Kiwis back on top at Le Mans

By David Thomson on Sat, 24 Jun 2017

The motorsport side of my brain must have been on standby mode last weekend, as I made it all the way to Sunday night before realising the Le Mans 24 Hour Race was on.

Thanks to live commentary on Autosport magazine's website, I was able to quickly discover that two Kiwi drivers, Brendon Hartley and Earl Bamber, were (along with Germany's Timo Bernhard) making an unlikely charge for victory in the No 2 Porsche 919 hybrid.

As history now records, the trio turned an 18-lap deficit, incurred after a mechanical failure just four hours into the race, into a winning margin of more than a lap. Such comebacks are only possible in endurance racing, which is one of the reasons races such as Le Mans have such a unique appeal.

This was Le Mans victory No 2 for Bernhard and Bamber, but for Hartley it was his maiden win in the French classic. His best previous result was runner-up, when Bamber was part of the winning crew in 2015.

Hartley will savour his success all the more as a long-time admirer of the late Chris Amon, who won Le Mans with fellow Kiwi Bruce McLaren way back in 1966. The success of Bamber and Hartley - the first by two Kiwis at Le Mans since Amon and McLaren - gave me the motivation to head to the movies on Monday night to see Roger Donaldson's latest motorsport movie.

McLarenis a documentary similar in its approach to Asif Kapadia's outstanding movie on Ayrton Senna. While it doesn't scale the same cinematic heights as Senna(for which far more high quality contemporary footage existed), McLarenis a well-crafted look at one of New Zealand's greatest racing drivers and our top racecar designer and engineer.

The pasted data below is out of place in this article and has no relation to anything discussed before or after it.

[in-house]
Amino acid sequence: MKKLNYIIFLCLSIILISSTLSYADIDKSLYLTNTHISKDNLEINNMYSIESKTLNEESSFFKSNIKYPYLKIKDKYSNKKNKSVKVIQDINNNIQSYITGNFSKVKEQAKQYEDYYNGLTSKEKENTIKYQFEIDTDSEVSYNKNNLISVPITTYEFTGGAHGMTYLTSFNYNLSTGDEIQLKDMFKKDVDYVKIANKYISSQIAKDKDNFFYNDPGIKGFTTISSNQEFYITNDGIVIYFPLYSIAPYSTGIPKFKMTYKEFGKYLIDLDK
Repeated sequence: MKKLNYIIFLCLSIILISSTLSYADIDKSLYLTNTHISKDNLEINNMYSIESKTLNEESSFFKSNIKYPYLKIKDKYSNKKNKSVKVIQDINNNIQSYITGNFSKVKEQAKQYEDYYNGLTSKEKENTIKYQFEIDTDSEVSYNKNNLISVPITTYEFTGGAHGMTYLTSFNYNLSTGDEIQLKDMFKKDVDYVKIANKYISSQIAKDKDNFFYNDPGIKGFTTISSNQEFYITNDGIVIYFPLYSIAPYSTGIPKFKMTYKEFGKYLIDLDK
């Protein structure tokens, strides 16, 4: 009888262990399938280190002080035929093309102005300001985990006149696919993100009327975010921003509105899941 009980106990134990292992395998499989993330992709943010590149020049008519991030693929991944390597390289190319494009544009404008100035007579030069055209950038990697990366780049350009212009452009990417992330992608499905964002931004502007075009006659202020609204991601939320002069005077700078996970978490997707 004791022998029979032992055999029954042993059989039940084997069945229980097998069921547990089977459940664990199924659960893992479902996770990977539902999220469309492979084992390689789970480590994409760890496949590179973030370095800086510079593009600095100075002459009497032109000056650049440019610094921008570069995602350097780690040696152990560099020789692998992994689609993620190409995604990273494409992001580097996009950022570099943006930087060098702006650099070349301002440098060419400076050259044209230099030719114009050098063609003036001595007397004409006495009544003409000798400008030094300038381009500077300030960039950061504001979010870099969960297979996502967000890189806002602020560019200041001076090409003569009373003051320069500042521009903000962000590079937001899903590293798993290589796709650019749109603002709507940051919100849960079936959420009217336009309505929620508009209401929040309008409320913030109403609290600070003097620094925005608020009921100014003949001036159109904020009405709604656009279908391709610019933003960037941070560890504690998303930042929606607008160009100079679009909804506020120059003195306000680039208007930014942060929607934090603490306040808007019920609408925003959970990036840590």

Great use is made of period footage (both professionally shot and home movies) and excerpts from the audio tape recordings McLaren sent to his parents in Auckland. Insightful interviews with those who knew and worked with McLaren in the 1960s are nicely woven into the mix, and Donaldson deserves special congratulations for his timing, as a number of those who feature in these interviews are no longer with us.

Amid scenes from racing in the glamour spots of Europe and North America, there was a rare gem of racing footage from Dunedin's Oval circuit in the early 1960s, and, as coincidence would have it, I drove down that very same stretch of road on my way to the theatre.

It would be fair to say that McLarenwill likely appeal to a specialist rather than general audience, but it builds to a quite emotional climax even for those who, like me, know the story well. If you haven't seen it yet, McLarenis screening at Rialto and Metro cinemas in Dunedin. It gets the thumbs up from me.

David Thomson

Editor

Drivesouth